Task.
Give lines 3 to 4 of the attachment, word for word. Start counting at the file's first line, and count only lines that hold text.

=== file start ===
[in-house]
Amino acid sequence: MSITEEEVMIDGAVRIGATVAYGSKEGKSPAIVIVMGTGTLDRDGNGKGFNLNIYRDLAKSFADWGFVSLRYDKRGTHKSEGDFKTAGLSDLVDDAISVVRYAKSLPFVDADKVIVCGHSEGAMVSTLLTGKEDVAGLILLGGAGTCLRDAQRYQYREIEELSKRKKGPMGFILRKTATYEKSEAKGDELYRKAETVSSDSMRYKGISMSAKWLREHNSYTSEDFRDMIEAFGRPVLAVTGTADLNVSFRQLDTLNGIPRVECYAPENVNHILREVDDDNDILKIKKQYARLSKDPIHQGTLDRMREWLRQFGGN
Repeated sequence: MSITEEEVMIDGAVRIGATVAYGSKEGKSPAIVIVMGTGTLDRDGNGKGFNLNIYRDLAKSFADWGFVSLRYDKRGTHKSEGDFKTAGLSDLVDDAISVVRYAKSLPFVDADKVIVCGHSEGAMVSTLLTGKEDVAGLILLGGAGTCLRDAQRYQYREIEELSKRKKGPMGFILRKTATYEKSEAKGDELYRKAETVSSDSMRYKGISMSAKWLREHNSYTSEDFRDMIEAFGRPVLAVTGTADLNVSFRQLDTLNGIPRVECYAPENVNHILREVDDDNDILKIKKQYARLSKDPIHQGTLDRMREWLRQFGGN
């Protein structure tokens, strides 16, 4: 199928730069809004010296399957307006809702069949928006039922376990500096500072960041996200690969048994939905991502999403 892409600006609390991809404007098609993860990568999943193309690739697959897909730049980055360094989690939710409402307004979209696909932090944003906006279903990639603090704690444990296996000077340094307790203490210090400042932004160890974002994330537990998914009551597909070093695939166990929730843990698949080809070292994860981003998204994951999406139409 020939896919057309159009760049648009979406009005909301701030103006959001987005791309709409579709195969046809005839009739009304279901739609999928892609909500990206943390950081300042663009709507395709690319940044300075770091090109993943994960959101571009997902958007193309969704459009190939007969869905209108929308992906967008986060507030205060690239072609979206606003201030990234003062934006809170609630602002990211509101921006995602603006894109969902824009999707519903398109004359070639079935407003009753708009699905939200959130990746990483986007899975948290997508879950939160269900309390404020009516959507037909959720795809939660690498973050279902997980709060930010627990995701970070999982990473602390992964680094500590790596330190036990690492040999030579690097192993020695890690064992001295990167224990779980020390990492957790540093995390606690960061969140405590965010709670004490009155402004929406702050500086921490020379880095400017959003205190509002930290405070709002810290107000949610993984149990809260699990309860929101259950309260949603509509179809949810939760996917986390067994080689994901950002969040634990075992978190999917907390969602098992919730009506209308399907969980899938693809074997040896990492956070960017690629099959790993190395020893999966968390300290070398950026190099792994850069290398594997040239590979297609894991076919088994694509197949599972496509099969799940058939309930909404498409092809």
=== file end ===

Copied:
Repeated sequence: MSITEEEVMIDGAVRIGATVAYGSKEGKSPAIVIVMGTGTLDRDGNGKGFNLNIYRDLAKSFADWGFVSLRYDKRGTHKSEGDFKTAGLSDLVDDAISVVRYAKSLPFVDADKVIVCGHSEGAMVSTLLTGKEDVAGLILLGGAGTCLRDAQRYQYREIEELSKRKKGPMGFILRKTATYEKSEAKGDELYRKAETVSSDSMRYKGISMSAKWLREHNSYTSEDFRDMIEAFGRPVLAVTGTADLNVSFRQLDTLNGIPRVECYAPENVNHILREVDDDNDILKIKKQYARLSKDPIHQGTLDRMREWLRQFGGN
């Protein structure tokens, strides 16, 4: 199928730069809004010296399957307006809702069949928006039922376990500096500072960041996200690969048994939905991502999403 892409600006609390991809404007098609993860990568999943193309690739697959897909730049980055360094989690939710409402307004979209696909932090944003906006279903990639603090704690444990296996000077340094307790203490210090400042932004160890974002994330537990998914009551597909070093695939166990929730843990698949080809070292994860981003998204994951999406139409 020939896919057309159009760049648009979406009005909301701030103006959001987005791309709409579709195969046809005839009739009304279901739609999928892609909500990206943390950081300042663009709507395709690319940044300075770091090109993943994960959101571009997902958007193309969704459009190939007969869905209108929308992906967008986060507030205060690239072609979206606003201030990234003062934006809170609630602002990211509101921006995602603006894109969902824009999707519903398109004359070639079935407003009753708009699905939200959130990746990483986007899975948290997508879950939160269900309390404020009516959507037909959720795809939660690498973050279902997980709060930010627990995701970070999982990473602390992964680094500590790596330190036990690492040999030579690097192993020695890690064992001295990167224990779980020390990492957790540093995390606690960061969140405590965010709670004490009155402004929406702050500086921490020379880095400017959003205190509002930290405070709002810290107000949610993984149990809260699990309860929101259950309260949603509509179809949810939760996917986390067994080689994901950002969040634990075992978190999917907390969602098992919730009506209308399907969980899938693809074997040896990492956070960017690629099959790993190395020893999966968390300290070398950026190099792994850069290398594997040239590979297609894991076919088994694509197949599972496509099969799940058939309930909404498409092809």